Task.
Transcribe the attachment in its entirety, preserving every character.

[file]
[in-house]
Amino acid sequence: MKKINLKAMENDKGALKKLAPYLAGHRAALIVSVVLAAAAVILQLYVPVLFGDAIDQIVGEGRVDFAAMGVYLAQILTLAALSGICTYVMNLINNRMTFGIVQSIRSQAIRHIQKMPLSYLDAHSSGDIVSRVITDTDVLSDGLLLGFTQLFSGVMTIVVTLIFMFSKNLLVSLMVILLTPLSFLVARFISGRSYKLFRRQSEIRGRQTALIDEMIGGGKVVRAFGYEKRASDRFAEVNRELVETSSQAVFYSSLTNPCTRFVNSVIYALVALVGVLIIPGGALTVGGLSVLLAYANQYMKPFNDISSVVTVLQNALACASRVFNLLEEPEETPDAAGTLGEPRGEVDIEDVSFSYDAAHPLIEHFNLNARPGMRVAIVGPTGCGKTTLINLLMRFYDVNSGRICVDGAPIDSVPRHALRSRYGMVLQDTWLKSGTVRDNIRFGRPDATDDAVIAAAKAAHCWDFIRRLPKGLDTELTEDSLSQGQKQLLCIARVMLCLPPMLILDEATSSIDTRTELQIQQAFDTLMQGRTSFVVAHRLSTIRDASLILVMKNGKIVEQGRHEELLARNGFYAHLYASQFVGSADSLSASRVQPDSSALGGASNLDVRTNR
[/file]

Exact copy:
[in-house]
Amino acid sequence: MKKINLKAMENDKGALKKLAPYLAGHRAALIVSVVLAAAAVILQLYVPVLFGDAIDQIVGEGRVDFAAMGVYLAQILTLAALSGICTYVMNLINNRMTFGIVQSIRSQAIRHIQKMPLSYLDAHSSGDIVSRVITDTDVLSDGLLLGFTQLFSGVMTIVVTLIFMFSKNLLVSLMVILLTPLSFLVARFISGRSYKLFRRQSEIRGRQTALIDEMIGGGKVVRAFGYEKRASDRFAEVNRELVETSSQAVFYSSLTNPCTRFVNSVIYALVALVGVLIIPGGALTVGGLSVLLAYANQYMKPFNDISSVVTVLQNALACASRVFNLLEEPEETPDAAGTLGEPRGEVDIEDVSFSYDAAHPLIEHFNLNARPGMRVAIVGPTGCGKTTLINLLMRFYDVNSGRICVDGAPIDSVPRHALRSRYGMVLQDTWLKSGTVRDNIRFGRPDATDDAVIAAAKAAHCWDFIRRLPKGLDTELTEDSLSQGQKQLLCIARVMLCLPPMLILDEATSSIDTRTELQIQQAFDTLMQGRTSFVVAHRLSTIRDASLILVMKNGKIVEQGRHEELLARNGFYAHLYASQFVGSADSLSASRVQPDSSALGGASNLDVRTNR